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06-08-2019, 06:16 AM - 1 Like   #1
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Nikon recommendation: sell! sell! sell!

... just to look at it from business perspective.

When we read what their own forecasts say about the new business year then the customer and money exodus will continue if not gain speed.

Nikon's own predition is that they'll loose more market share in all areas and at the same time the absolute market size will continue to shrink as well.

Profit per ILC product (both cameras and lenses) sold will drop from 4207 yen to 2857 yen (-32%). That is $26 operating profit per camera or lens.

I hope nobody remains wondering why Nikon has all these quality issues. What do you think, how many hours you can spend on quality inspecting an item when your profits are $26 for the whole thingy?

The worst three parts are:
a) in the past Nikon's forecasts had a very strong tendency to be overoptimistic, so reality is likely to be worse than what is shown
b) the chart strongly suggests that after a little more than one more year of decline at recent speeds, their whole imaging business could become a loss-maker. And that is a 6 year trend now.
c) nothing in the report mentions the need to give massive discounts on underwhelming products briefly after market introduction. In Germany the Z7 fell from 3700 EUR to 2700 EUR (-27%) in less than 5 months. No way that is not eating a lot of profitability. It took the D7200 3.5 years for such a devaluation.

I mean, who would invest thousands of dollars into a system and mount with this poor outlook? Nikon 1 anyone? Olympus mFT anyone? Sony A-Mount anyone?

Stagnancy is a lot better by comparison than free fall.

The Ricoh guys seem to be much better at that game from business perspective. Let's hope they never start doing what Nikon has done. Be different.

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06-08-2019, 06:31 AM - 1 Like   #2
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Darwin "Those who survive are not the biggest and strongest, but those with the ability to adapt to change." We'll see how they do. But right now it's inconceivable that they'd fail, well apart from the fact ash they will probably never get another cent of my money. There are enough people who aren't me that they have a fighting chance. I know many Nikon users who love their gear. That in itself is a great asset that doesn't show up on the balance sheet.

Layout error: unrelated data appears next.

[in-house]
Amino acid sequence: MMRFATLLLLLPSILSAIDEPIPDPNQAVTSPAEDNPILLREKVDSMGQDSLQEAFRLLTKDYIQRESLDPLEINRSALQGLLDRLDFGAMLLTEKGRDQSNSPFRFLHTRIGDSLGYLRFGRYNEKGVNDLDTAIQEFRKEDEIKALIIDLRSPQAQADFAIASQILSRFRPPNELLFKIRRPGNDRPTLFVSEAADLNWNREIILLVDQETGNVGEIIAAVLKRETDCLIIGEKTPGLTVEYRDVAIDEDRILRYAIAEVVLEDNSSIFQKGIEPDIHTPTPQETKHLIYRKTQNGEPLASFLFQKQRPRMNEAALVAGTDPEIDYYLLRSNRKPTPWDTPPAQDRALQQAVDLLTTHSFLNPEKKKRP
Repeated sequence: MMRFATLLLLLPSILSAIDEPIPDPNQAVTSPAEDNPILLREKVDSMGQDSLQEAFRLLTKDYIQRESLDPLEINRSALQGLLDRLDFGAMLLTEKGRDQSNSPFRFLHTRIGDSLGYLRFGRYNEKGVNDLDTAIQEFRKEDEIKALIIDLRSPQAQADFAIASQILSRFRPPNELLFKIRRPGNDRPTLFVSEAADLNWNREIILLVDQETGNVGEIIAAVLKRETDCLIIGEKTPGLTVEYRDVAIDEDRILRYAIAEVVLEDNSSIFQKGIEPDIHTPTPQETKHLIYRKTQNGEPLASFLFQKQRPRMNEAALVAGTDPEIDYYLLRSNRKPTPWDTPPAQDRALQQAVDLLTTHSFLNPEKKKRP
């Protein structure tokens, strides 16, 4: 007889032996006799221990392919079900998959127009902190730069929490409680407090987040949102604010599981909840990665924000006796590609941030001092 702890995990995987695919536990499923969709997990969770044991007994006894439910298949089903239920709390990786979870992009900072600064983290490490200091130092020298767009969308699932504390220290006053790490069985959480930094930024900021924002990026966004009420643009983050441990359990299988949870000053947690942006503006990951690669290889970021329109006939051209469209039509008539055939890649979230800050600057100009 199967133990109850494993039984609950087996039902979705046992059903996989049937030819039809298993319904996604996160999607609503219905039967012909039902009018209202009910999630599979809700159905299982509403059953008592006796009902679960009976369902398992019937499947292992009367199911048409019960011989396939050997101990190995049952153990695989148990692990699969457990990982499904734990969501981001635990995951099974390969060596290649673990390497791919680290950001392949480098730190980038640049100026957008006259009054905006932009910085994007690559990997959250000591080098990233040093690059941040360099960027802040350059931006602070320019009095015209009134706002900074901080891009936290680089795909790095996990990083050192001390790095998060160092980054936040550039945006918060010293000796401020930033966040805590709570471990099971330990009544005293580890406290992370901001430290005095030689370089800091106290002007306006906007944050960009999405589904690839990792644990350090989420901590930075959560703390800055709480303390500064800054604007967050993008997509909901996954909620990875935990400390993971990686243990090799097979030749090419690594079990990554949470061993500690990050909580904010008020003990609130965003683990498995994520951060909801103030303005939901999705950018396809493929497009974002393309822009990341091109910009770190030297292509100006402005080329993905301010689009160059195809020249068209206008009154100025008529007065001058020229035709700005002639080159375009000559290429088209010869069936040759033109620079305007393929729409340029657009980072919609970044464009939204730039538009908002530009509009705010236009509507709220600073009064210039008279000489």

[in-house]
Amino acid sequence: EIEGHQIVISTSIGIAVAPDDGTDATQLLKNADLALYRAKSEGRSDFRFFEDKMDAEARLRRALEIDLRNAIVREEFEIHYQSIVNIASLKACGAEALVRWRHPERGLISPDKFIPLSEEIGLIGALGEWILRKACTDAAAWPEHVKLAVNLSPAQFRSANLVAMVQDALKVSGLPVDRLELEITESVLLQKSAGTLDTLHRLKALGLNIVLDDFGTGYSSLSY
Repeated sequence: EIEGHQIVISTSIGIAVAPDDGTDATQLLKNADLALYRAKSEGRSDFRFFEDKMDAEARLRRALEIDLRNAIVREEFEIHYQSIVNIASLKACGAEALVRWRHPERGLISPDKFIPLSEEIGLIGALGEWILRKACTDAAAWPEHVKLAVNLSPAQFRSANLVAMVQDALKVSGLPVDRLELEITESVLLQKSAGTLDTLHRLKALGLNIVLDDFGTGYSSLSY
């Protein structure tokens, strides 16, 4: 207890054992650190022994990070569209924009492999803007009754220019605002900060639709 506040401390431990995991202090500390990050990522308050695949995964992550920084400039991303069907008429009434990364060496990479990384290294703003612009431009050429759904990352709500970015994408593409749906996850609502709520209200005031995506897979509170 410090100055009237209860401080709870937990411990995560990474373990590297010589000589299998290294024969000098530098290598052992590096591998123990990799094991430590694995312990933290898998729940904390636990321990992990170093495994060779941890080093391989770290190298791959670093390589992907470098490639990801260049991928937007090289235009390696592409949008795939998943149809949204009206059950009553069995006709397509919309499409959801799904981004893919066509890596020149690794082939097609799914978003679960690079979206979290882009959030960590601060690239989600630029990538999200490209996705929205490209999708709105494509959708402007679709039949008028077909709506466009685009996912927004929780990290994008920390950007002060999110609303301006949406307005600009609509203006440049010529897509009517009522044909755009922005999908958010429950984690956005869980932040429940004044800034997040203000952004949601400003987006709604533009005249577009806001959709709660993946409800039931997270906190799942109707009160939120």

06-08-2019, 06:32 AM - 1 Like   #3
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Being content with my Pentax gear doesn't help any camera company, not even Ricoh.

---------- Post added 08-06-19 at 15:38 ----------

QuoteOriginally posted by normhead Quote
That in itself is a great asset that doesn't show up on the balance sheet.
The potential markets for ILC can be much larger than the numbers indicate in the balance sheet. There are a lot of people who have 10 years old DSLR still using them and never showing up in internet forums and market survey. I've seen guys who use their cameras and make prints without making any noise about it, and not even interested and aware of what's the latest models etc. One day their camera starts to bug and they decide to buy something new to replace it, and reappear as a customer after a decade of absence. Pentax has many used like that, that Ricoh isn't even aware of.
06-08-2019, 06:46 AM - 1 Like   #4
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QuoteOriginally posted by biz-engineer Quote
Being content with my Pentax gear doesn't help any camera company, not even Ricoh.
Accept it's much easier for Pentax to come out with the latest greatest thing. They have a chance to sell to you if it appeals to you. The DA 55-300 came out. My first thought was "After my Sigma 70-300, I just don't want that class of lens." Then pop photography or somebody, I don't remember who called it "best in class". And the test sites showed it had really quick AF. And the Pentax engineers intimated they'd reduced the size of the fucsing group and over aperture to accommodate the pulse motor. AT the same time they added extra elements and groups for better CA control. All intriguing stuff. So I bought one.

The chance I would have changed brands to get this lens is 0. But since I'm relatively content with my Pentax gear, they could pry $500 out of my wallet. If I wasn't content with my Pentax gear, they couldn't have pried a dime out of the change pocket. Content customers creates the base for further sales.


Last edited by normhead; 06-09-2019 at 05:15 AM.
06-08-2019, 07:05 AM   #5
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QuoteOriginally posted by normhead Quote
Darwin "Those who survive are not the biggest and strongest, but those with the ability to adapt to change."
While that is true, it is too short and doesn't address the question "what to adapt to".

Sony did once adapt to change and they went down the brand new Betamax route ...
06-08-2019, 07:15 AM   #6
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QuoteOriginally posted by beholder3 Quote
While that is true, it is too short and doesn't address the question "what to adapt to".

Sony did once adapt to change and they went down the brand new Betamax route ...